A group of 35 high school and college students used part of their summer vacation at Augusta University learning what a future career in healthcare could look like. Now, they will take what they learned and decide the best route to land a job as a doctor, nurse, cancer researcher or other medical professional.
“It opened my eyes to the different aspects of a career in the medical field,” said Alex Yger, a rising high school senior. “It was a chance to confirm why I wanted to be a pediatrician and work with children.”
Yger and her fellow campers spent six days in June as part of the 2018 Health Sciences Summer Academy at Augusta University. Organizers divided the students into two camps: basic and advanced. High school freshmen, sophomores and some juniors ended up in the basic camp. Other juniors, along with seniors and college freshmen were placed in the advanced camp.
“One of the things we know is that you have to attract students while they are in high school,” said Denise Kornegay, director for the Health Sciences Summer Academy. “If they want to pursue a job in healthcare, they need to take a lot of science and math classes sooner. Doing so will give them an advantage in higher education down the road.”
Kornegay and her team have been conducting the camp, in its current iteration, for the last four years. The camp falls in line with her job as the director for Area Health Education Centers (AHEC) and her responsibility to build the health workforce pipeline for the entire state of Georgia. Yger attends school at Loganville High School in Loganville, Georgia. Not only does she want to be a pediatrician, she said she plans to attend Augusta University to do it.
“The most important thing I think I learned during the camp from Dr. Reda Wadie Bassali at the Children’s Hospital of Georgia,” she said. “He taught me that a pediatrician shouldn’t just look at a patient’s physical symptoms as part of their diagnosis. I need to look at their family history, the kind of life the family leads and other conditions that could cause a child to be diagnosed a certain way.”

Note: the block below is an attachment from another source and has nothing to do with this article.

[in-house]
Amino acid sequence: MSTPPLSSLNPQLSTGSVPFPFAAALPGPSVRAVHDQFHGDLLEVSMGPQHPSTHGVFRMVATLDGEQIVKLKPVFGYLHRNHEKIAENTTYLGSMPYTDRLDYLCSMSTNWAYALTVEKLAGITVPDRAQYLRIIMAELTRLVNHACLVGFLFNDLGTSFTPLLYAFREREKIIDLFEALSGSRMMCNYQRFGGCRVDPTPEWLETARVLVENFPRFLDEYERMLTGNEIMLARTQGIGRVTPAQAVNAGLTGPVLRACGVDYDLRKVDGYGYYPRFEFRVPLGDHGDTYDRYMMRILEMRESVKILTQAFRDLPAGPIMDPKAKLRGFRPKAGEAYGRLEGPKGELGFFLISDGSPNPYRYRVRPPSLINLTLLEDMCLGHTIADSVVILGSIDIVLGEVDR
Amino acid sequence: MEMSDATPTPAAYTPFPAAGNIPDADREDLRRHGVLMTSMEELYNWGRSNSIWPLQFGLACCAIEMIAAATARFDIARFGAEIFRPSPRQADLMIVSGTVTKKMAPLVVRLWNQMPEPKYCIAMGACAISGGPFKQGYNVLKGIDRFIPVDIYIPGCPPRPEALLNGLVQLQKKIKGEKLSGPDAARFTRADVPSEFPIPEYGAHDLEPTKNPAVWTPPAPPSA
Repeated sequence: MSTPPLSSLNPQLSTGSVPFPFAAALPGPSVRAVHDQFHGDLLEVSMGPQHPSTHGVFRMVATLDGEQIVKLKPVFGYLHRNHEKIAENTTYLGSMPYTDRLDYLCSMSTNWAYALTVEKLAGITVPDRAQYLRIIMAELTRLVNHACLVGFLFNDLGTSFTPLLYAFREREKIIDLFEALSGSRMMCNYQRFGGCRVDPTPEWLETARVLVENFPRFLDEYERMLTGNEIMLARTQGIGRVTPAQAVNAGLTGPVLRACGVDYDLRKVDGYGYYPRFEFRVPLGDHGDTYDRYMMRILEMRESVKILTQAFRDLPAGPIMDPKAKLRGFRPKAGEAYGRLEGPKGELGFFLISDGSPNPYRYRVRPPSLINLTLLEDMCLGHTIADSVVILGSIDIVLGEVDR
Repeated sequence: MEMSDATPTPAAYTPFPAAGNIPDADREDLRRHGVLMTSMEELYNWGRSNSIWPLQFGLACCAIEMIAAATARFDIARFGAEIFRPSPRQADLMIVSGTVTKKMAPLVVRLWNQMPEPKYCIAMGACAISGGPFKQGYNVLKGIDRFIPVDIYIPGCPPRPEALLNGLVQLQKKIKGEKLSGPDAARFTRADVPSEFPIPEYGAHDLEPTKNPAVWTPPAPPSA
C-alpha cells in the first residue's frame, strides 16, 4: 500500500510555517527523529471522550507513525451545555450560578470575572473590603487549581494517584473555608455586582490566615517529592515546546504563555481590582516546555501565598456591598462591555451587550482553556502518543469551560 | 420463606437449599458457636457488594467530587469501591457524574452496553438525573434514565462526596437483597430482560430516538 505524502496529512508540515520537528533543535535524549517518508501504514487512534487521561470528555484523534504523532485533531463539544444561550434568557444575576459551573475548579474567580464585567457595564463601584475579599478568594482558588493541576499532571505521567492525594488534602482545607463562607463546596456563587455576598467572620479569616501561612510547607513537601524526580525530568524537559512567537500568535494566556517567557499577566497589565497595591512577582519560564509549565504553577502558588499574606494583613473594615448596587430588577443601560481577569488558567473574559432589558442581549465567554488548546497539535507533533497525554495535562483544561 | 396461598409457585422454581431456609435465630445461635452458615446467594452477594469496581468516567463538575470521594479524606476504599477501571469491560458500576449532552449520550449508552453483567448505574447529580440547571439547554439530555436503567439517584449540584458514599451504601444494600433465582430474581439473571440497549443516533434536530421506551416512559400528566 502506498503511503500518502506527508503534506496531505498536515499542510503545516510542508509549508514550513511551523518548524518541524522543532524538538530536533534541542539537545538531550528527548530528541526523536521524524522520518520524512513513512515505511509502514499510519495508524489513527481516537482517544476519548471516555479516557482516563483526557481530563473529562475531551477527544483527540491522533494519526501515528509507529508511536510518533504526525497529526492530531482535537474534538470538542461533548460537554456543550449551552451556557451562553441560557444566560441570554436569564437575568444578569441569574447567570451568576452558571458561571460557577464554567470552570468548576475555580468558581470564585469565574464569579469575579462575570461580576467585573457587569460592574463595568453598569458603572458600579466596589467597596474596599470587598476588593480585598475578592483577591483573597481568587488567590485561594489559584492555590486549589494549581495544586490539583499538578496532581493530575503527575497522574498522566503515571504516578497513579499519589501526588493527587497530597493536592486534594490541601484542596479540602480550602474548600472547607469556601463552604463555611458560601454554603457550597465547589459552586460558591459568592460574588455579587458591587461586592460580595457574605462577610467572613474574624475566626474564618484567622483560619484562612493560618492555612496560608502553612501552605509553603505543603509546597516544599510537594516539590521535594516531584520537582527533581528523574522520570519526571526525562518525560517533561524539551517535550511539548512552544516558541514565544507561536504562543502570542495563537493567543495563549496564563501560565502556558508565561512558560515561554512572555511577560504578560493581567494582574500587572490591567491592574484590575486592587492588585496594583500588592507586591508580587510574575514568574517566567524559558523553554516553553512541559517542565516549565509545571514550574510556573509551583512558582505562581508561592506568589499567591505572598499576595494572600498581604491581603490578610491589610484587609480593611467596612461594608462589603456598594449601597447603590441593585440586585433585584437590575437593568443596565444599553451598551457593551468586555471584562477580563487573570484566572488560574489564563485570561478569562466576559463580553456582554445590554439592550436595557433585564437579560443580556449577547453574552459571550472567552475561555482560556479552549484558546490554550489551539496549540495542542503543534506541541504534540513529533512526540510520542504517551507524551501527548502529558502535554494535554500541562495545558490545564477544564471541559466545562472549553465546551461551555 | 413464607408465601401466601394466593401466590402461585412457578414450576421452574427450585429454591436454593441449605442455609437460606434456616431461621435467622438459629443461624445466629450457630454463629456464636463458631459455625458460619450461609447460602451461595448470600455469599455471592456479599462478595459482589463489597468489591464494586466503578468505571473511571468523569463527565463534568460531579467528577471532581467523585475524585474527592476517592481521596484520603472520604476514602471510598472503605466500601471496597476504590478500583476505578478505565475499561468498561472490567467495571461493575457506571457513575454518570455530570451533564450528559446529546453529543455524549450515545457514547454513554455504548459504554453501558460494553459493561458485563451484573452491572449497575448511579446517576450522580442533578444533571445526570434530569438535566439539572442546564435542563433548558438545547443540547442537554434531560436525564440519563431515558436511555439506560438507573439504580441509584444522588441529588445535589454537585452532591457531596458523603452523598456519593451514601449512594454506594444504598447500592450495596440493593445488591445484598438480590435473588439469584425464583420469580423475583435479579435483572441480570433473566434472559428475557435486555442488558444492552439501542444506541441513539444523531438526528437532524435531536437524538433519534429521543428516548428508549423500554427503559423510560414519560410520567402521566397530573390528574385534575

For the first time in the Academy’s history, the Georgia Cancer Center welcomed students to the M. Bert Storey Research Building and Outpatient Services clinic.
“We looked for a way to host a summer camp for future scientists and cancer doctors,” said Argenail Darrington, project manager for the Georgia Cancer Center. “We received questions from high school students in the CSRA looking for opportunities to learn more about what we do at the cancer center.”
Darrington said the HSSA was the perfect way to bring high school students in and show them the role they could play in finding the next treatment for breast cancer, prostate cancer, or one of more than a dozen cancers treated at the Georgia Cancer Center’s patient clinic each week.
“The students told me how much fun they had looking at cancer cells under a microscope and visiting the tumor bank,” Darrington said. “I already have requests to come back for next year’s camp.”
Another highlight: extracting a solid tumor (a peanut) from human tissue (Play-Doh).
The students were divided into groups based on different cancer types. They received a case study while working in the research labs. Their week wrapped up with presenting their findings for their project.
“Being a cancer researcher takes patience and a strong level of commitment,” Darrington said. “We wanted to show them what it takes by shadowing someone and seeing what their life is like day-to-day. Hopefully, we increased their level of interest and gave them something to plan for.”